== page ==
A basic principle of rules enforcement in the sport of sailboat racing is stated in Sportsmanship and the Rules (near the beginning of the RRS). Competitors are expected to follow and enforce the rules, and competitors are expected to protest when a rule is broken.
There may be circumstances when the PC might consider initiating a protest under rule 60.3. However, the US SAILING Judges Committee recommends that, unless specifically directed by the OA to do otherwise, judges not initiate a protest under rule 60.3(a) against a boat on the water, except when:
· It is obvious a boat broke a rule and there is no other boat in the vicinity that could protest.
· It is likely that a boat or competitor broke rule 2 (Fair Sailing).
· The SIs state that the PC can enforce rule 42 (Propulsion) on-the-water as allowed under rule 67 (Rule 42 and Hearing Requirement).
When the PC initiates a protest under rule 60.3(a), it is important to remember the principles of hearing evidence laid out in rule 63.6 (Taking Evidence and Finding Facts). One judge will represent the PC as the protestor in the hearing. That judge should not discuss the incident with other members of the PC prior to the hearing. If more than one judge saw the incident, one judge will present the case, and the others may give testimony during the protest hearing as witnesses. The parties to the hearing and the PC can question any judge who gives testimony.
Rule 61.1(b) (Informing the Protestee) requires that the PC inform the boat that the PC is protesting them, and do so within the protest time limit (unless the protest is based on information in another valid protest). The SIs may state that posting qualifies as notification. However, even if posting is the only notification, the posting must still be accomplished within the protest time limit.
Competitors sometimes perceive judges who witness incidents on the water as interested parties. The rules specifically declare that they are not, but precision in protest hearing procedures will go a long way in convincing the parties that due process is preserved.
Since appearances do influence people’s attitudes, the PC member that acts as the protestor usually sits in the position usually occupied by the protestor. When the PC is protesting a boat, if the PC as a whole is large enough and skilled enough, the PC should consider having the judge who is representing the committee act only as the protestor and not serve on the panel for that hearing. This gives the PC a more objective appearance to the competitor. However, there are circumstances when this is impractical. See Section 6.8 (Taking Testimony and Gathering Evidence) for a detailed discussion on protest hearing procedures to be considered when a PC member is a witness in a hearing.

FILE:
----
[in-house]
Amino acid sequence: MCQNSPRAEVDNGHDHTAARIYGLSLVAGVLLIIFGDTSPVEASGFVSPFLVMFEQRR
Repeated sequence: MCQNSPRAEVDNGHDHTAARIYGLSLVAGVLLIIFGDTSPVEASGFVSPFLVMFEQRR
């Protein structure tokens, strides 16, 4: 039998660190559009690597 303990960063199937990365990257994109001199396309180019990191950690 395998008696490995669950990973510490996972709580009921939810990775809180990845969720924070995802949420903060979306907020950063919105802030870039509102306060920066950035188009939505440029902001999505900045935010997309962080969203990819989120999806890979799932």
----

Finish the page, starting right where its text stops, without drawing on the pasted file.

The PC may consider granting redress without a request from a boat if it receives such a request from the RC under rule 60.2(b) (Right to Protest and Request Redress), or if the PC decides it is appropriate under rule 60.3(b). If the PC observes an incident on the water which appears to fall within the requirements for granting redress under rule 62 (Redress) and neither a competitor nor the RC initiates a request for redress, the PC may initiate a hearing under rule 60.3(b) and decide if granting redress is appropriate.
The PC may initiate a hearing under rule 69 as described in Section 10 (Hearings Involving Misconduct).
If the SIs invoke Appendix P (Special Procedures for Rule 42), the PC may disqualify a boat without a hearing for breaking rule 42 (Propulsion). Also if stated in the SIs, rule 67 (Rule 42 and Hearing Requirement) allows the PC to disqualify a boat without a hearing, but limits such penalties to incidents that a member of the committee or its designated observer has seen. Rule 67 also states that the boat shall be informed by “notification in the race results.” Therefore, even when the competitor is told on the water, the race results need to indicate that the boat was penalized under rule 42.
There are two circumstances described in rule 66 (Reopening a Hearing) when a PC is permitted to reopen a hearing after it has made its decision. The first is when the PC decides that it may have made a significant error. The second is when significant new evidence becomes available within a reasonable time. In both circumstances the reopening is optional. The word “significant” is used in both parts of the rule. The determination of what is significant is a conclusion made by the PC and is therefore subject to appeal. The only circumstance under which a PC is required to reopen a hearing is when it is directed to do so by an appeals committee under rule F6 (Inadequate Facts; Reopening).
If a party requests reopening, the PC first must decide if the request is valid. There is a time limit for requests. A party has 24 hours under rule 66 (Reopening a Hearing) after being informed of the protest hearing decision to ask for a reopening, unless otherwise stated in the SIs.
If the request is timely, the PC decides whether to reopen. The initial portion of the hearing is a presentation by the requesting party of the reasons for reopening. That presentation should be limited to a discussion of reasons for reopening, not to actually taking any new evidence. While the rules do not require it, if all parties are available try to have them present during this initial fact-finding.